Samsung UN65JS9500FXZA LCD Ultra HDTV Review Page 2

Even out of the box, our sample of the Samsung had exceptional color. And while I spent hours calibrating the set, the visible improvement over the uncalibrated set in the Warm2 Color Tone setting was small.

Equally important was a palpable sense of image depth, even with 2D sources. I also noticed what appeared to be enhanced dynamic range on current, non-HDR source material—even at the low picture settings described earlier and with the Dynamic Contrast control off. When Jack drops into the subterranean library in Oblivion (chapter 3, 16:20 into the film), his flashlight shines more brightly than I recall seeing on other sets, particularly when it flashes directly into the camera. Ditto for the setting sun visible on his return to the station (at the beginning of chapter 4). Further viewing turned up many more such examples.

I was later able to confirm that the set does indeed produce an HDR-like effect with non-HDR content. The effect makes use of both the set’s Smart LED local dimming and pixel-level processing, and can be defeated only by turning Smart LED off. This of course will dramatically compromise the set’s outstanding black level. While I wish Samsung had provided a less drastic way to disable the derived HDR, I’d likely have left it on even then. It really did add a realistic, fully believable punch to the picture. All of my observations here, apart from the very limited true HDR material Samsung provided, were made with this derived HDR (and therefore Smart LED) engaged.


With the set’s Smart LED control on High, blacks were outstanding. Even in a darkened room, the black bars on widescreen images disappeared on most material—and after fades to black, the set disappeared completely. All of my favorite inky test scenes came across perfectly (in particular, the entire last act of Harry Potter and the Deathly Hallows: Part 2), though I sometimes had to change the Brightness setting a step or two for the set to do them full justice. There was some visible blooming around bright objects against a dark background. (My acid test for this is the screensaver that shows a white Oppo logo moving across a black background, courtesy of my BDP-105D player.) But this was rarely visible on typical sources.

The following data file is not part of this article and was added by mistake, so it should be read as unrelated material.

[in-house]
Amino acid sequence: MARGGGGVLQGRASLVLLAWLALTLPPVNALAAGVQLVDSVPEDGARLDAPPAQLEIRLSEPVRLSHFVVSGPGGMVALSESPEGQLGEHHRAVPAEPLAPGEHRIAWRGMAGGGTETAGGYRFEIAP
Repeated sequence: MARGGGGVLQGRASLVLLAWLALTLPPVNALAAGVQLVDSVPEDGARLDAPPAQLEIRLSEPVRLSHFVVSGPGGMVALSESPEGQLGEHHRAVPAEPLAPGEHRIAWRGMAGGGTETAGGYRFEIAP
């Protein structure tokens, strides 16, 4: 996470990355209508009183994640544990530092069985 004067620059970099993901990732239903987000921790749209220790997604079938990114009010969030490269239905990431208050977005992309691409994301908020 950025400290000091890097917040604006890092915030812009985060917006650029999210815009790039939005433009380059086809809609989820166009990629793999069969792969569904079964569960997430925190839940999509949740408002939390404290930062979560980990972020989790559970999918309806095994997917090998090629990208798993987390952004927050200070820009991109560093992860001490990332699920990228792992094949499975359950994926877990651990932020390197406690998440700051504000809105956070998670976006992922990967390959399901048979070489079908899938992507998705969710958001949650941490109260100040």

I occasionally saw blotchy grayness in parts of a dark screen image—most apparent when the Smart LED setting was turned down or off, but rarely visible on my preferred High setting. There were also some minor backlight uniformity issues, though they were very hard to spot on anything other than dark to mid-gray full-field test patterns.

One aspect of the Samsung’s performance was definitely less than stellar, however, and it was no surprise. My picture evaluations were made while sitting on center or only a few degrees off. But move 20 degrees or so to either side, and the image starts to fade, subtly at first but becoming worse the further off center you get. This is common to many LCD sets. And the closer you move to the TV (to get the full benefits of 4K resolution), the narrower the optimum seating area becomes.

The 65JS9500 also does 3D. At first, the 3D glasses I was sent didn’t function. That is, they didn’t fuse together double 3D images. When they finally did work (and I could never discover exactly why), about half of the 3D discs I sampled produced an unwatchable flicker. Samsung worked on the issue, however, and shortly before our deadline provided an update. It fixed the problem; I sampled nine different 3D discs and they all worked properly, with no flicker. (Owners of this TV should note that, though I had my sample set for automatic firmware updates, the update Samsung pushed through to fix the 3D didn’t download until I manually selected “Update now” from the menu.)

Both before and after the fix the Auto Motion Plus (motion interpolation) feature was always on in 3D, even when I turned it off in the menu. When I turned on the set’s 3D-to-2D mode (with a 3D disc loaded), that didn’t turn it off, either. Fortunately, the Custom mode of this feature allows you to separately adjust both Blur and Judder. Setting Blur to 10 (maximum) and Judder to 3 to 4 smoothed motion blur noticeably while still retaining enough of the film look to satisfy my inner video purist (though I still left Auto Motion Plus off in 2D).

All of that sorted out, the 65SJ9500 produced by far the best 3D I’ve ever seen, anywhere, either at home or in the theater. It was sharply detailed, more than satisfyingly bright, and showed no obvious ghosting. For the first time I can honestly say that if given the choice on this set I’d watch the 3D version of a Blu-ray instead of the 2D. This is doubly ironic given that the popularity of 3D at home, and the availability of 3D discs, is shrinking just as at least one company has finally discovered how to take full advantage of the format.

Ultra HD